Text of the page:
Overcast

Overcast

max temp: 19°C

min temp: 11°C

ESTD 1874 Search

WIN A NEW HYUNDAI i10 - See the EADT on June 8 for full details

East Anglia: Does it pay to work? Childcare costs more than average mortgage

09:31 04 March 2014

Nursery rated as Outstanding by Ofsted inspectors

Nursery rated as Outstanding by Ofsted inspectors

The cost of part-time childcare in our region now exceeds average monthly mortgage repayments, new figures have revealed.

shares

Parents now pay more for childcare than any other household bills, including mortgage bills, forcing many mothers to stay at home rather than return to work.

A report by The Family and Childcare Trust reveals how a family of two children in the east of England - with one child in part-time nursery care and another in an after school club - pay £7,762 a year for childcare.

This compares to average regional mortgage repayments of £6,623.

Full-time childcare costs £11,719 a year, which is 77 per cent higher than the average mortgage in the east of England.

With childcare costs responsible for a significant slice of earnings, many families cannot afford for both parents to work.

In other circumstances, by the time the mother has paid for childcare, she barely has any money left over.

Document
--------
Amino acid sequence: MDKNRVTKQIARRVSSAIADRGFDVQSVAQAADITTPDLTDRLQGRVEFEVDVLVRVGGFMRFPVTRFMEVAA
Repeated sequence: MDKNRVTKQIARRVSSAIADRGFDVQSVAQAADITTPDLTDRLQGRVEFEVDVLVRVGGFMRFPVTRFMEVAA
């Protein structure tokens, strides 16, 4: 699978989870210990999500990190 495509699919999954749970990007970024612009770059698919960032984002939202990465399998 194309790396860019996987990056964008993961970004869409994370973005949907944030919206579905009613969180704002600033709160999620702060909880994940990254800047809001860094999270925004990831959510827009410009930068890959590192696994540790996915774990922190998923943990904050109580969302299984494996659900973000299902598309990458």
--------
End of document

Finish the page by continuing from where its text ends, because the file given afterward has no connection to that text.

Mother-of-three Hayley Stopher, from Ipswich, is a secondary school teacher. More than 80 percent of her part-time wage pays for childcare for her twin girls and two-year-old son, but she enjoys her job and wants to keep a foot on the career ladder.

She said: “We have no choice. I would find it hard to go back into teaching at the same level when my children are in school.”

Another mother, Charmaine McCullum, says her family are only £100 better off each month when she works, than if they survived on benefits alone.

“So really, where is the encouragment in that?” she asked.

The report also highlights how nursery costs for the under twos in the region has risen by five percent in the last year.

Anand Shukla, chief executive at Family and Childcare Trust, believes the current childcare system is ‘not fit for purpose’.

She said: “When even part-time childcare costs outstrip the average mortgage for a family home – and many parents have to spend more than a quarter of their income on childcare – it’s clear that our childcare system isn’t fit for purpose.

“We need a childcare system that helps parents who want to work and contribute to the economy and gives children the best start in life. The Family and Childcare Trust wants to see all political parties commit to a long-term childcare strategy that delivers for parents, providers, and crucially, for children.”

The Trust believes there are some immediate steps that the Government could take in order to address escalating childcare costs. These include extending free early education to all two-year-olds, making better use of school premises and children’s centres to provide flexible childcare provision and uprating Working Tax Credits to account for childcare cost increases since 2005.

shares

1 comment